For some time, Pembroke has maintained that the Canadian small cap market is being overlooked by investors, leading to the undervaluation of many companies. The recent acquisition of Calgary-based financial technology provider Solium Capital by Morgan Stanley gives us greater conviction in our thesis. Solium was the largest holding in our Canadian growth strategy, and the 43% premium paid by a well-informed strategic buyer reinforces our view that there are meaningful discrepancies between Canadian public valuations and valuations in other markets. This divergence has been driven by several powerful forces that include but are not limited to:

  1. Significant investor inflows to indexing strategies; a trend favouring allocation to larger market cap stocks without regard to valuation through fundamental research and analysis.
  2. A difficult period for Canadian resource stocks which have traditionally been a beacon for risk capital in Canada.
  3. Significant capital flows into speculative sectors such as blockchain, cryptocurrencies, and cannabis, whose business models are unproven yet continue to generate wild investor enthusiasm.
  4. A deficiency in the quality of research of small and mid-sized companies, largely due to investment banks finding it less profitable to cover these companies and declining commission rates.

This environment has made it challenging for smaller companies to raise money in Canada publicly via the stock market. For marquee companies with global reach such as Shopify and Canada Goose Holdings, attracting global investors has not been an issue. However, consider these as exceptions to the rule, as the same cannot be said for many smaller less well-known companies. As a result, a disconnect between the valuations of many smaller Canadian companies versus their US peers has grown.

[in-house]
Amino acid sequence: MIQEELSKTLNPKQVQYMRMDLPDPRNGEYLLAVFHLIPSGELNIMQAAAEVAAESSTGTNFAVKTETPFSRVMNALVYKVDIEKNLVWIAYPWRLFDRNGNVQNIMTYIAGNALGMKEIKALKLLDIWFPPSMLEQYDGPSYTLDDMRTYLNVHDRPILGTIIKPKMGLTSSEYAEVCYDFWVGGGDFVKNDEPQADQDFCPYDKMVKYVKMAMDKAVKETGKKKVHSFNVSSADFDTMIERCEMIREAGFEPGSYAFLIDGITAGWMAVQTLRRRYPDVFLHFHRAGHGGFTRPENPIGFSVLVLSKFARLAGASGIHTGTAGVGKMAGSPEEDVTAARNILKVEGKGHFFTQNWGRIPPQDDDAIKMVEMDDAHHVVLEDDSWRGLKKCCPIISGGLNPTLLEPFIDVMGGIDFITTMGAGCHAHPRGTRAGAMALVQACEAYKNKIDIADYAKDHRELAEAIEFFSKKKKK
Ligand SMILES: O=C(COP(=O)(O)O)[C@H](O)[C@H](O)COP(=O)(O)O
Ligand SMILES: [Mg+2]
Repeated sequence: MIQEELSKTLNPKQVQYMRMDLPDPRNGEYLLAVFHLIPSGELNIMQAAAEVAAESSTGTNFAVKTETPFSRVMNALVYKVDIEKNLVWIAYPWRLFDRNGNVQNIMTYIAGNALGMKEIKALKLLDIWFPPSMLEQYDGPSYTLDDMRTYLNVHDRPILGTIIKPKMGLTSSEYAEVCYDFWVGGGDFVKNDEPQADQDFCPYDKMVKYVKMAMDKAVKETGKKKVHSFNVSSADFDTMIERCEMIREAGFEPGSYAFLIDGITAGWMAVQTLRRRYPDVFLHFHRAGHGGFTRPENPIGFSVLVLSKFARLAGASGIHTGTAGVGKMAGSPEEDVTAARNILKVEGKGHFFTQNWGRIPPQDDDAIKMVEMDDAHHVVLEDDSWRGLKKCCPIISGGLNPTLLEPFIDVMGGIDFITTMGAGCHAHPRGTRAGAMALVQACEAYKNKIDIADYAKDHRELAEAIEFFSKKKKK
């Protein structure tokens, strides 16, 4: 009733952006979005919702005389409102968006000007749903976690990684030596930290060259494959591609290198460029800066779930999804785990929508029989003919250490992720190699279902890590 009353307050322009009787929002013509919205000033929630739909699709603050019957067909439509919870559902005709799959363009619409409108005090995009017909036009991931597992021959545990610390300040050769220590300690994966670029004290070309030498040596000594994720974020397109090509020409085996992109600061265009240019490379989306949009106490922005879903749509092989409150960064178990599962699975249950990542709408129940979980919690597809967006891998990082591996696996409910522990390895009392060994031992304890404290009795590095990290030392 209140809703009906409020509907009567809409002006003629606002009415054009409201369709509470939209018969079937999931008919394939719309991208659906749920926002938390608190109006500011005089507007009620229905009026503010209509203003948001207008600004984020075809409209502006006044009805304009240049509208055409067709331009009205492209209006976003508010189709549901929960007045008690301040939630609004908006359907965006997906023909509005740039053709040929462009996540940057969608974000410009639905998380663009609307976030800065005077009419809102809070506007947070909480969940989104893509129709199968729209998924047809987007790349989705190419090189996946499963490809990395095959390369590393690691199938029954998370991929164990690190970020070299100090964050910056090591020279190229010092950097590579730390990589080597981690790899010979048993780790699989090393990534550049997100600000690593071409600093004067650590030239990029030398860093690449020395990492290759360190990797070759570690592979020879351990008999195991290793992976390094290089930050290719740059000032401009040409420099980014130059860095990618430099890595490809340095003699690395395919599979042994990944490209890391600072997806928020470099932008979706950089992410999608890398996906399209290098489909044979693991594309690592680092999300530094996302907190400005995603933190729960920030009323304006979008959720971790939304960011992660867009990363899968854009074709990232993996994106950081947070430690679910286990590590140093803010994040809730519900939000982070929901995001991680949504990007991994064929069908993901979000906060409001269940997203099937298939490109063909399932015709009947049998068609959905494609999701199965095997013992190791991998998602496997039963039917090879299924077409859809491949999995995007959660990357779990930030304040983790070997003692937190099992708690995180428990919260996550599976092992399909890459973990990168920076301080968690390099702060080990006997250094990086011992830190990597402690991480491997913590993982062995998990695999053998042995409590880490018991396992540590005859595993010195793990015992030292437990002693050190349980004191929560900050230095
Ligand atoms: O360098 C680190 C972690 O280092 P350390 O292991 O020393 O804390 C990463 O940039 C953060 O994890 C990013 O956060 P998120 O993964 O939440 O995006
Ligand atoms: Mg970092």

How can companies realize value for their shareholders?

Companies can grow their way out of obscurity, and there are several in our portfolios that are finding an audience because the fundamentals have been hard to overlook. Examples of these companies include Tucows, Aritzia, Pollard Banknote, and Kinaxis. The other route, which is unfortunate from the standpoint of Canadian capital markets, is privatization.

Solium is an example of the opportunity in the Canadian small cap market. The company provides Software as a Service (Saas) based stock plan administration technology, and services more than 3,000 companies with employees in more than 150 countries. The company has been making large investments in its platform, including two major implementations over the past two years. As a result, despite robust revenue growth, the company’s profitability was temporarily impacted, and its shares were viewed by some as expensive. The premium ultimately paid by Morgan Stanley underscores the magnitude of the misperception that prevailed in the public market.

With aligned management teams, attractive growth opportunities and solid balance sheets, there are many other Canadian companies that we believe remain undervalued in our growth and dividend strategies. These companies share the characteristics that have been the pillars of Pembroke’s investment philosophy for more than 50 years and the drivers in creating wealth for our clients.

Publish Date: March 12, 2019